Congratulations! You’ve hosted your first guest. You’ve done well, but your work is not quite over. You still have to think about getting a review, leaving your own review, and when NOT to leave a review.
Reviews are the lifeblood of a sharing economy that relies on trust and peer reviews over name brand recognition.
Hosts and guests have 14 days from the end of the end of a reservation to review each other. In an effort to ensure people are truthful, Airbnb does not allow either host nor guest to see the other’s review until they’ve left their own. This prevents extortion schemes where, for instance, a guest who trashed a house tells a host they will leave a bad review for the host unless the host leaves a good review for them.
And reviews play a vital part of your potential profits. So we're never afraid to ask someone we know had a good time to leave a review.
Airbnb allows both hosts and guests to respond to reviews. If a guest leaves a positive review, then feel free to leave a simple positive response. “Thank you for coming. Feel free to return any time” is easy.
Now what if a guest leave a negative review? First off, keep your cool. Wait a day or two so you don’t react out of anger. Remember you goal and who your audience is. Think about if you were looking for a place on Airbnb and you saw a terrible review of the host and you saw the host leave a scathing response to the negative review. Would you automatically think the host was right? Or would you think that they both seem a little hot-headed and, out of caution, simply decide to steer clear?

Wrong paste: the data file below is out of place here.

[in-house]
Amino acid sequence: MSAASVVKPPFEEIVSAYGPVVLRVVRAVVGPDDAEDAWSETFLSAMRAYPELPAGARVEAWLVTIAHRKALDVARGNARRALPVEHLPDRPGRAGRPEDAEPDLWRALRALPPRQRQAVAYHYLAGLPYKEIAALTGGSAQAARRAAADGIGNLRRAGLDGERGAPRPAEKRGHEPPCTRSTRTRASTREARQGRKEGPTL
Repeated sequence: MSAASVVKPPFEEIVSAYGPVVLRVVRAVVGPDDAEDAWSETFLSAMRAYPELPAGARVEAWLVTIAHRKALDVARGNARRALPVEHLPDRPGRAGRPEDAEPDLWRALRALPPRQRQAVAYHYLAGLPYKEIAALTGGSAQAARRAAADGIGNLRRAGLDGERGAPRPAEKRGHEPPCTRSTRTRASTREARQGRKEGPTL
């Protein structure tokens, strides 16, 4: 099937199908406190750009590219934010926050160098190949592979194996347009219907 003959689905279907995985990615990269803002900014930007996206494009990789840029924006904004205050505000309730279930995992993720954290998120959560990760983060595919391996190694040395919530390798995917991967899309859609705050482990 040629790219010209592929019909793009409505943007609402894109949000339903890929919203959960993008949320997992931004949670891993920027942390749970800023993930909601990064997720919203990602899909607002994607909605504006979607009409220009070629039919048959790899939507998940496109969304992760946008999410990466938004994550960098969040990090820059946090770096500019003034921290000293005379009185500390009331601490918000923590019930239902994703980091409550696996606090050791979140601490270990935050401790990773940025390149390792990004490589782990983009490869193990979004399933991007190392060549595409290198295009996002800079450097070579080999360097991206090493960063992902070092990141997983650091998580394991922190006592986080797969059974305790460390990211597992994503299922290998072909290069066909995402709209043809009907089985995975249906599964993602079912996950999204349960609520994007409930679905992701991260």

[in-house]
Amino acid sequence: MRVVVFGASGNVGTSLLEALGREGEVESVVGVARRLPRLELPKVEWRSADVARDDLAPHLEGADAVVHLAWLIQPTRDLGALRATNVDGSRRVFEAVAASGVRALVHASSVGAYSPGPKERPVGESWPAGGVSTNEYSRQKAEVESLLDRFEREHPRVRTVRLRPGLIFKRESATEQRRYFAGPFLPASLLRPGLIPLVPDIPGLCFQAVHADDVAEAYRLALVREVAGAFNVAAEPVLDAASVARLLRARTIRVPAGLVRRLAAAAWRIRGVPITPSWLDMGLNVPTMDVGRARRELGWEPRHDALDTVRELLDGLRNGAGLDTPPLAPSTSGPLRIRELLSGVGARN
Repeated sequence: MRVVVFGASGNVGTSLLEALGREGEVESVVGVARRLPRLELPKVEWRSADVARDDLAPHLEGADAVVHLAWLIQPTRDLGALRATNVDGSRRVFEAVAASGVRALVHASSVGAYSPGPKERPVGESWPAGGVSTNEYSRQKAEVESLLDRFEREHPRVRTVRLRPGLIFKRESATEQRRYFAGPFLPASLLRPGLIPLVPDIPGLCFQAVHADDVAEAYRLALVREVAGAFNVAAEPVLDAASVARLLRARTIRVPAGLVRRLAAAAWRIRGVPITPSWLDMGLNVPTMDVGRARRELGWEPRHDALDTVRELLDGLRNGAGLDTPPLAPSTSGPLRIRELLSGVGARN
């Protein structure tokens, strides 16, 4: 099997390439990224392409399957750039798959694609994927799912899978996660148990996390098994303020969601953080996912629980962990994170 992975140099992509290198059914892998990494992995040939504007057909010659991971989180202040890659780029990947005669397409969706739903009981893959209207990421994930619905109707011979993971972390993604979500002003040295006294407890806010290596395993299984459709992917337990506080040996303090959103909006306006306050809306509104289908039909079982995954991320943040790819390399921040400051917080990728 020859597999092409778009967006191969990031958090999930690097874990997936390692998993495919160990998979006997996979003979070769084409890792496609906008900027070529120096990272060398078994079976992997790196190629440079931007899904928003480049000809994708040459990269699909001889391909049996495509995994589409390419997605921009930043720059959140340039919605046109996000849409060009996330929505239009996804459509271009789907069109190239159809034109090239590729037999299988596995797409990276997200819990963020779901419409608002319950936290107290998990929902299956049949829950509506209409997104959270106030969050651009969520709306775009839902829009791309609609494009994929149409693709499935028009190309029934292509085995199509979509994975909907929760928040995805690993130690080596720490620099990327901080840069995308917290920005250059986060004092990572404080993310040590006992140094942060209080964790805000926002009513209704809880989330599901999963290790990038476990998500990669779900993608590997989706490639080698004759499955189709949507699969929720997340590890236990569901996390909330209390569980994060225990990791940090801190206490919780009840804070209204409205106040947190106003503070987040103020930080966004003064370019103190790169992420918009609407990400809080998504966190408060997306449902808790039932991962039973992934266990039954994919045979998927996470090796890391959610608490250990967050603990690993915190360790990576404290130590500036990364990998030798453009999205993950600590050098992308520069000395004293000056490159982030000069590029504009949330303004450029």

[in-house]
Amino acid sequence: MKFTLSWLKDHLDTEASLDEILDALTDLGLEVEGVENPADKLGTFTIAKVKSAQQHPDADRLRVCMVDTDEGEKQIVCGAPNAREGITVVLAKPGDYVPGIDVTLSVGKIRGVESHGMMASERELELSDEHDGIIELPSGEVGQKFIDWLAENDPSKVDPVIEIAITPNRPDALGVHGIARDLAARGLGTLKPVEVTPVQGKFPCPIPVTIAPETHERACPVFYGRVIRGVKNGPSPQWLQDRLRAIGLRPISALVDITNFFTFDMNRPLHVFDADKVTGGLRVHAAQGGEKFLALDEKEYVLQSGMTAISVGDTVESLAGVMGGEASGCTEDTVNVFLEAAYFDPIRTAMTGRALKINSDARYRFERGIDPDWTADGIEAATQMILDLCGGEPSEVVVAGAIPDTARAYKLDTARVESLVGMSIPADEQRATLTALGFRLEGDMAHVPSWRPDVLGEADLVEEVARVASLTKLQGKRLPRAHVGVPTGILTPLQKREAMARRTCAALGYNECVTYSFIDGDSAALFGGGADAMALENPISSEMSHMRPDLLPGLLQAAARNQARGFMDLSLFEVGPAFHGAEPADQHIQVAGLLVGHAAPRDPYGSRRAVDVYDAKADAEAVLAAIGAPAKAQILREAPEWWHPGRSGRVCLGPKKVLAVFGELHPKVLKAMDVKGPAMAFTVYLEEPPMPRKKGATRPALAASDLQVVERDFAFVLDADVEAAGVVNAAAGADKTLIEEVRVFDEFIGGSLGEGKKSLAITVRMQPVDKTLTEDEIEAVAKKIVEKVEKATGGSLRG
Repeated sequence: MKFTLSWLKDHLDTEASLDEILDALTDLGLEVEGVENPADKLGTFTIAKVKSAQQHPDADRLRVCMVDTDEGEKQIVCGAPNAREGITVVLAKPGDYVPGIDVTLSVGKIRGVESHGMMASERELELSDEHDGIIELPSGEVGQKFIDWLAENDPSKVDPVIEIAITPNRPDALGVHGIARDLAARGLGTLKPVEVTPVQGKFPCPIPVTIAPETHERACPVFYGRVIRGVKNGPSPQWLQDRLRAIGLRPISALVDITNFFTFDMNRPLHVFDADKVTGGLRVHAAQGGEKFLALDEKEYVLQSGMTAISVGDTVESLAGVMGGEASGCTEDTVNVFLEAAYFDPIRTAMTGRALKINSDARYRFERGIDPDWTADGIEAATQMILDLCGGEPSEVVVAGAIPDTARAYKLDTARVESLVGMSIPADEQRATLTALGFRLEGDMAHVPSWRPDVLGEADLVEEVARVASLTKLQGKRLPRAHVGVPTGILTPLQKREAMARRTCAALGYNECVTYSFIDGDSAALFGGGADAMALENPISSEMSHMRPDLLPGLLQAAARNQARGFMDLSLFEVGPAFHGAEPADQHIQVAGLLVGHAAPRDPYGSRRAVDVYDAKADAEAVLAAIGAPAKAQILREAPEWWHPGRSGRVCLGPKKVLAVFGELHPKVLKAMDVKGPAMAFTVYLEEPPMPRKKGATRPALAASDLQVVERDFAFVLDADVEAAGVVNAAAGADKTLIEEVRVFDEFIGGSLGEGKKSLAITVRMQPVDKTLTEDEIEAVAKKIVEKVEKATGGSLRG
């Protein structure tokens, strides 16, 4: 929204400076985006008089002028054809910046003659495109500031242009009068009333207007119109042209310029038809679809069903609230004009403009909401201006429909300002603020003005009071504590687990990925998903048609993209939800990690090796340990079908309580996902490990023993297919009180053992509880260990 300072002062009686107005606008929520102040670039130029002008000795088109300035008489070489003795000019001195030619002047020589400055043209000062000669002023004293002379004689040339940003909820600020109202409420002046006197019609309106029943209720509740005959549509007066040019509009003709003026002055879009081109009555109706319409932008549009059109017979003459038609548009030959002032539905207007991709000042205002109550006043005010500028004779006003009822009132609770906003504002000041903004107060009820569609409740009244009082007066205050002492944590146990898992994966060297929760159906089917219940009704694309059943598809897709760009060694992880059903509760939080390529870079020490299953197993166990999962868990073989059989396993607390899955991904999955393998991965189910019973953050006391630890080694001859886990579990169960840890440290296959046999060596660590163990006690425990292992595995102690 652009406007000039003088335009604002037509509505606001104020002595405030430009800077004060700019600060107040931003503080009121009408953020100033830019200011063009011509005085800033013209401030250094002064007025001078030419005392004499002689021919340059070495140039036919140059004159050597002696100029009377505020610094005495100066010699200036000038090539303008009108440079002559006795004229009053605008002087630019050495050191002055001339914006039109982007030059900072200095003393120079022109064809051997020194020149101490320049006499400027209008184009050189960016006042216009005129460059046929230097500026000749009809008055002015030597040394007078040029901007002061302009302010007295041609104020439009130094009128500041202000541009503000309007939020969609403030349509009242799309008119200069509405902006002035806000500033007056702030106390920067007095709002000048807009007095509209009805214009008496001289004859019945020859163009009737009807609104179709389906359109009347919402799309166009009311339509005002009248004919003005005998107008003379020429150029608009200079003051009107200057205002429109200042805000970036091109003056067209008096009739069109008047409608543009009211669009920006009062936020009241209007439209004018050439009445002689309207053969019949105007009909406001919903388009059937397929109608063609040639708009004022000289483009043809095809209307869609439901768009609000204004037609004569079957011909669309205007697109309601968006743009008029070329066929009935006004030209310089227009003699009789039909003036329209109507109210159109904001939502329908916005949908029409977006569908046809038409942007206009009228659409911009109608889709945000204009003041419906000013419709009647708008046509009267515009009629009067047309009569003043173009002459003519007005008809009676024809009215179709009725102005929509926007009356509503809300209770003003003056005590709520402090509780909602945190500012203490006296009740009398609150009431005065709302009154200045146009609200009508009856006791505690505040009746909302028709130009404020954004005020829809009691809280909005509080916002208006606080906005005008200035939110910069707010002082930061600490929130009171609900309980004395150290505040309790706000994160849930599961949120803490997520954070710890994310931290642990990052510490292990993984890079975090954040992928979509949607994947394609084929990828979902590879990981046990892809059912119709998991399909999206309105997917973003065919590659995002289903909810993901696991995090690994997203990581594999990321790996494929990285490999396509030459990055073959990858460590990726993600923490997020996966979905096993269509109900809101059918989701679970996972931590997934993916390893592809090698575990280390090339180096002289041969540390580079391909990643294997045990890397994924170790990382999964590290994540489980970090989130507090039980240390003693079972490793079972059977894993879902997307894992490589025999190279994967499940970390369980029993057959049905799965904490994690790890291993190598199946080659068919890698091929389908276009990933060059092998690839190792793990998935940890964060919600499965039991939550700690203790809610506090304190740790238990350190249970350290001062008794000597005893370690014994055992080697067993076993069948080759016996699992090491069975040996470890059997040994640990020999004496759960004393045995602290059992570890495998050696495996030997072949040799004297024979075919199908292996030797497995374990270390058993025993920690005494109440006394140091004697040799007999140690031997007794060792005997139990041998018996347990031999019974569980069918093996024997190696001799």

We recommend thinking about how big companies react. And that’s with the idea that the customer is always right … even if the customer is kind of a jerk. Our standard response is something like, “We hate to hear about this situation. We do everything we can to ensure our guests have a positive experience, and what we read above does not meet that standard. We have addressed (NAME THE ISSUE THE GUEST RAISED) and will do our best to see that any future guests have a carefree time.”
If the guest never raised the issue with you during the stay — and as we recommend, you had told them verbally and on the welcome note to contact you with any issues — then you should say that in your response. But keep it as genially as possible. “I left my personal cell phone number and my email and asked that (insert guest’s name) contact me with any issues. I never heard about this issue and would have gladly addressed it if they had.”
Again, always remember your audience. It’s not the jerk guest who’s taking out their bad vibes on you. It’s all the future guests that you want to assure of your professionalism.